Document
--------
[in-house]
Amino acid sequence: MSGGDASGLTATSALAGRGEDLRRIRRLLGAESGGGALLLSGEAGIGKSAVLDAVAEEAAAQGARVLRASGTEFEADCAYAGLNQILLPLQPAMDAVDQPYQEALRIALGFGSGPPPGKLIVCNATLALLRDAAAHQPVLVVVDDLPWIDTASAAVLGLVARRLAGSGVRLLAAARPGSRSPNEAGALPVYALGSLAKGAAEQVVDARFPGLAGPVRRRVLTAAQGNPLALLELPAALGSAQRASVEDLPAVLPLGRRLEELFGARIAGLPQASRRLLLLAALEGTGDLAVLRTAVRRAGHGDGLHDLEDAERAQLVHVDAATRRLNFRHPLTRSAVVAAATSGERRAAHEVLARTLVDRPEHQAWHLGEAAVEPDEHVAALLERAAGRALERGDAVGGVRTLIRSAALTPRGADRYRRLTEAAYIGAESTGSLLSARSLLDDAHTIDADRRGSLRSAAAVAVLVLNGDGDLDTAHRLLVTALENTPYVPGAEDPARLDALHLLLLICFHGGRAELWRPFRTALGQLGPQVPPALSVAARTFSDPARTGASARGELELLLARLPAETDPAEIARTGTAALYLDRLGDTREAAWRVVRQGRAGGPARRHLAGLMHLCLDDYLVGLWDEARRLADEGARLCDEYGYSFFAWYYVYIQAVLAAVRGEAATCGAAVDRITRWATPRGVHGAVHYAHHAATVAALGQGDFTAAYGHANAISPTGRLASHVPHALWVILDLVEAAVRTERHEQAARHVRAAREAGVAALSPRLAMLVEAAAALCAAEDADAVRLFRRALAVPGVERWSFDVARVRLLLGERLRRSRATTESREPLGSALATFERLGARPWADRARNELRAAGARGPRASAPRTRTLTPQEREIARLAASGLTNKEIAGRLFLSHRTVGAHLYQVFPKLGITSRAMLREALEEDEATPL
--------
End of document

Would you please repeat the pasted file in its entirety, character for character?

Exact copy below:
[in-house]
Amino acid sequence: MSGGDASGLTATSALAGRGEDLRRIRRLLGAESGGGALLLSGEAGIGKSAVLDAVAEEAAAQGARVLRASGTEFEADCAYAGLNQILLPLQPAMDAVDQPYQEALRIALGFGSGPPPGKLIVCNATLALLRDAAAHQPVLVVVDDLPWIDTASAAVLGLVARRLAGSGVRLLAAARPGSRSPNEAGALPVYALGSLAKGAAEQVVDARFPGLAGPVRRRVLTAAQGNPLALLELPAALGSAQRASVEDLPAVLPLGRRLEELFGARIAGLPQASRRLLLLAALEGTGDLAVLRTAVRRAGHGDGLHDLEDAERAQLVHVDAATRRLNFRHPLTRSAVVAAATSGERRAAHEVLARTLVDRPEHQAWHLGEAAVEPDEHVAALLERAAGRALERGDAVGGVRTLIRSAALTPRGADRYRRLTEAAYIGAESTGSLLSARSLLDDAHTIDADRRGSLRSAAAVAVLVLNGDGDLDTAHRLLVTALENTPYVPGAEDPARLDALHLLLLICFHGGRAELWRPFRTALGQLGPQVPPALSVAARTFSDPARTGASARGELELLLARLPAETDPAEIARTGTAALYLDRLGDTREAAWRVVRQGRAGGPARRHLAGLMHLCLDDYLVGLWDEARRLADEGARLCDEYGYSFFAWYYVYIQAVLAAVRGEAATCGAAVDRITRWATPRGVHGAVHYAHHAATVAALGQGDFTAAYGHANAISPTGRLASHVPHALWVILDLVEAAVRTERHEQAARHVRAAREAGVAALSPRLAMLVEAAAALCAAEDADAVRLFRRALAVPGVERWSFDVARVRLLLGERLRRSRATTESREPLGSALATFERLGARPWADRARNELRAAGARGPRASAPRTRTLTPQEREIARLAASGLTNKEIAGRLFLSHRTVGAHLYQVFPKLGITSRAMLREALEEDEATPL